Obama Hides From Border Crisis

Neil Munro White House Correspondent
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A spokesman for President Barack Obama refused to answer questions about the president’s role in the rising wave of children and families rushing the southern border in the hope they can stay in the United States.

White House press secretary Josh Earnest declined to answer Monday when The Daily Caller asked if the president would speak publicly against the wave of immigrants.

One internal estimate says the inflow will rise to 90,000 by October, and to 230,000 by October 2015. That’s much higher than official estimates announced in early June.

“One thing we can do is to be as clear as possible about the law and about what the consequences are for making a decision like that,” Earnest said in response to another reporter’s question. “I think that’s what I and others try to do,” he said, immediately before he refused to say if the president will speak out against the mass migration.

Obama has higher priorities — including passage of a bill to increase immigration and to establish an amnesty for the illegal population of almost 12 million people.

On Monday, shortly before Earnest spoke, Obama met with six nurses in the Oval Office for 30 minutes to advocate for passage of an immigration-boosting law. “We can bolster public health by providing immigrant nurses an opportunity to stay in the United States legally and grow their skills, while also attracting the best and brightest immigrants from around the globe to help meet the needs of our growing health care industry,” he said, according to a White House statement summarizing the meeting.

Nurses’ salaries have stalled since 2010, and hospitals are making greater use of guest workers.

Earnest said the new illegal immigrants are not eligible for the president’s June 2012 regulatory amnesty, the “Deferred Action for Childhood Arrivals” decision, which granted work permits to at least 520,000 young illegal immigrants who arrived before 2007.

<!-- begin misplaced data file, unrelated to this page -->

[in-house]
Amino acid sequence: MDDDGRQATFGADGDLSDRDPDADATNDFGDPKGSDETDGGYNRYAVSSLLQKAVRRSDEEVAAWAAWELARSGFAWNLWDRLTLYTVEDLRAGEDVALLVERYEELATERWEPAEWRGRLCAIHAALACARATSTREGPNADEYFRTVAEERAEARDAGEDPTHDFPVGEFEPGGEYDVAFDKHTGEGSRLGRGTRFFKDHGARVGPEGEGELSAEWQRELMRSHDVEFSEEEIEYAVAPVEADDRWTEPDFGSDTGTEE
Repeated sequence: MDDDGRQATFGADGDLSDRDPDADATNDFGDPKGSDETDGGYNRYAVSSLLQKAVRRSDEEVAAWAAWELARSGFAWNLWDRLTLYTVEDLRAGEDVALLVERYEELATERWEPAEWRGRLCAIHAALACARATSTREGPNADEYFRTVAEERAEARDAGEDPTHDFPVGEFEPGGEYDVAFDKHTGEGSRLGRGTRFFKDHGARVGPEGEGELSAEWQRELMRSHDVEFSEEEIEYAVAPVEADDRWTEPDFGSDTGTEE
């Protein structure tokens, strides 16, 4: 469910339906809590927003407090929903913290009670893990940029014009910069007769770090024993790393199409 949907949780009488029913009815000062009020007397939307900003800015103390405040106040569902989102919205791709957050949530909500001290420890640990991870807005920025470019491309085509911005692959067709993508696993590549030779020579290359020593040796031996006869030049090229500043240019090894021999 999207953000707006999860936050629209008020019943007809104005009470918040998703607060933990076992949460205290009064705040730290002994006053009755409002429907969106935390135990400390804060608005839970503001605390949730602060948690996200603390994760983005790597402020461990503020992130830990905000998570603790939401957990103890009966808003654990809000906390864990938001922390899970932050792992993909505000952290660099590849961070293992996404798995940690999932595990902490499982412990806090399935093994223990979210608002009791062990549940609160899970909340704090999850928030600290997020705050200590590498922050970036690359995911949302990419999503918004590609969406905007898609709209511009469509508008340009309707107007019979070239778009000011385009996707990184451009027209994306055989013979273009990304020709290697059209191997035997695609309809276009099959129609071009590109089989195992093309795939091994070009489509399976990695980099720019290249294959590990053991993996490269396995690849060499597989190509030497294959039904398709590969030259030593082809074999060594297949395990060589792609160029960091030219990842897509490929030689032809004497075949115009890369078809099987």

However, the president can easily expand regulatory amnesty to include the new illegals.

More importantly, Earnest also suggested that the border-crossers could be allowed to stay if officials decide not to deport them. If they’re allowed to stay, the migrants can attend Americans schools and receive some forms of welfare.

“They go through a process to determine whether they are going to be sent back to another country, how they’ll be sent back to another country, or how that process is otherwise resolved,” he said. His term, “Otherwise resolved” may mean that many illegals would be allowed to stay in the United States.

Obama needs to get involved and provide some leadership in the crisis, said Rev. Richard Ryscavage, who serves on White House immigration advisory panel. “There’s a lack of leadership here. … [Eventually] the president will become involved because he can’t avoid it,” Ryscavage told The Daily Caller June 6.

Many Latin American children and youths will be hurt while crossing Mexico, he said, while urging an aid program to help the migrants prosper in their home countries.

Earnest’s silence about the president’s role in the crisis reflects the administration’s policy of downplaying the migration.

Earnest and other official insist the migration is driven by children fleeing abuse, persecution, criminal gangs, trafficking and a desire to be reunited with family members in the United States. However, officials decline to say how many of the new arrivals are single children, and how many are children and their parents.

But some critics claim that many families are crossing the border in search of a better life, and because they believe the White House has reduced enforcement of U.S. immigration law.

In 2013, Obama only allowed officials to deport a mere 0.2 percent of the 12 million illegal immigrants living in the United States who had not also broken other laws.

This month, he announced plans to renew a 2012 amnesty program.

Roughly five million people in the Central American countries want to live in the United States, according to a 2013 survey by Gallup.

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